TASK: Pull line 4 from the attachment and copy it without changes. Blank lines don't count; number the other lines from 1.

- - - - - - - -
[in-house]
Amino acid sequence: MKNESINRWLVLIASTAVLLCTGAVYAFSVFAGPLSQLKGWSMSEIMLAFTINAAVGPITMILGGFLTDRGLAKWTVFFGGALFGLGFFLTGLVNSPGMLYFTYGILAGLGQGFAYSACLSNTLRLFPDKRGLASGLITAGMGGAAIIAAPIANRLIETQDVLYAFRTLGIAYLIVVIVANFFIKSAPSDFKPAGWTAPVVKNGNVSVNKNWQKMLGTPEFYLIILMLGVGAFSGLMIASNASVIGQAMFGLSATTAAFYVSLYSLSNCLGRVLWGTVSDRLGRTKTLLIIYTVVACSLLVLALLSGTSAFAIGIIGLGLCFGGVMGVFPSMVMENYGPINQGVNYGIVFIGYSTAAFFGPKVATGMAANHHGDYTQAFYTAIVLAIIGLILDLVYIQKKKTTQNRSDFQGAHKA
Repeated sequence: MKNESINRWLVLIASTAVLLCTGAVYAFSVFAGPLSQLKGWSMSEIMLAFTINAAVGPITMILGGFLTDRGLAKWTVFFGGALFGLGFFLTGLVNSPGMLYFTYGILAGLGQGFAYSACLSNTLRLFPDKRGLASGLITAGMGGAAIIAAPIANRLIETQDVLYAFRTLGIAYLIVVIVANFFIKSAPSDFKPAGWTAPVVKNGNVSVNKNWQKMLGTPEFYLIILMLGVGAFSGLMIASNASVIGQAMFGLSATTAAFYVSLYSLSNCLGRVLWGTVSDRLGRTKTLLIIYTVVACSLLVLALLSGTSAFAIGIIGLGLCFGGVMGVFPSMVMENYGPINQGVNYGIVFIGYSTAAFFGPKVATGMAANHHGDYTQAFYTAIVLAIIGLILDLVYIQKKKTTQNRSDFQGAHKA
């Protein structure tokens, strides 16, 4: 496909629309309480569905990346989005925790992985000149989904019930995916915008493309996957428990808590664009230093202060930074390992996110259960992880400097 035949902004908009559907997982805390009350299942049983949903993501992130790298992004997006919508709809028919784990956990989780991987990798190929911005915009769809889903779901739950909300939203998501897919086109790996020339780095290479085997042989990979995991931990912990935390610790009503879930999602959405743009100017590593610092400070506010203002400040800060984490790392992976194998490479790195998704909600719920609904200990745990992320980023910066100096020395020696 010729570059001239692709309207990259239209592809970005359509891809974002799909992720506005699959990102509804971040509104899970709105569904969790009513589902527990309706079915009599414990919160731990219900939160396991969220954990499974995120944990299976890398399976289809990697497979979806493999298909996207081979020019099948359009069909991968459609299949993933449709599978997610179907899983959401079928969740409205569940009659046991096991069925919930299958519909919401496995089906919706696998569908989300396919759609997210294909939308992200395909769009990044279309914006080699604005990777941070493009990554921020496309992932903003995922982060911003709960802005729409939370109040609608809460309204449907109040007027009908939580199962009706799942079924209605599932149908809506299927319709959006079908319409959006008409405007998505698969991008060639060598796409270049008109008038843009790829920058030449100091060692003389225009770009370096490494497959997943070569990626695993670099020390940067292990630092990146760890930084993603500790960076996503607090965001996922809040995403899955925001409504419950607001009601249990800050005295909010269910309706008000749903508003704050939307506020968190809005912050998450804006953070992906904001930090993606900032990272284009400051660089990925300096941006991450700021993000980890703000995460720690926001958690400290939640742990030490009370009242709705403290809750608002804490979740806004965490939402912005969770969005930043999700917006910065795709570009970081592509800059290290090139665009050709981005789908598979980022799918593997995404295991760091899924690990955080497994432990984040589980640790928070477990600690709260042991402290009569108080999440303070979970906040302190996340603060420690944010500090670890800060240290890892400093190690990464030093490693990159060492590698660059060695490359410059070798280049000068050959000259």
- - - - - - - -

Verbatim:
């Protein structure tokens, strides 16, 4: 496909629309309480569905990346989005925790992985000149989904019930995916915008493309996957428990808590664009230093202060930074390992996110259960992880400097 035949902004908009559907997982805390009350299942049983949903993501992130790298992004997006919508709809028919784990956990989780991987990798190929911005915009769809889903779901739950909300939203998501897919086109790996020339780095290479085997042989990979995991931990912990935390610790009503879930999602959405743009100017590593610092400070506010203002400040800060984490790392992976194998490479790195998704909600719920609904200990745990992320980023910066100096020395020696 010729570059001239692709309207990259239209592809970005359509891809974002799909992720506005699959990102509804971040509104899970709105569904969790009513589902527990309706079915009599414990919160731990219900939160396991969220954990499974995120944990299976890398399976289809990697497979979806493999298909996207081979020019099948359009069909991968459609299949993933449709599978997610179907899983959401079928969740409205569940009659046991096991069925919930299958519909919401496995089906919706696998569908989300396919759609997210294909939308992200395909769009990044279309914006080699604005990777941070493009990554921020496309992932903003995922982060911003709960802005729409939370109040609608809460309204449907109040007027009908939580199962009706799942079924209605599932149908809506299927319709959006079908319409959006008409405007998505698969991008060639060598796409270049008109008038843009790829920058030449100091060692003389225009770009370096490494497959997943070569990626695993670099020390940067292990630092990146760890930084993603500790960076996503607090965001996922809040995403899955925001409504419950607001009601249990800050005295909010269910309706008000749903508003704050939307506020968190809005912050998450804006953070992906904001930090993606900032990272284009400051660089990925300096941006991450700021993000980890703000995460720690926001958690400290939640742990030490009370009242709705403290809750608002804490979740806004965490939402912005969770969005930043999700917006910065795709570009970081592509800059290290090139665009050709981005789908598979980022799918593997995404295991760091899924690990955080497994432990984040589980640790928070477990600690709260042991402290009569108080999440303070979970906040302190996340603060420690944010500090670890800060240290890892400093190690990464030093490693990159060492590698660059060695490359410059070798280049000068050959000259």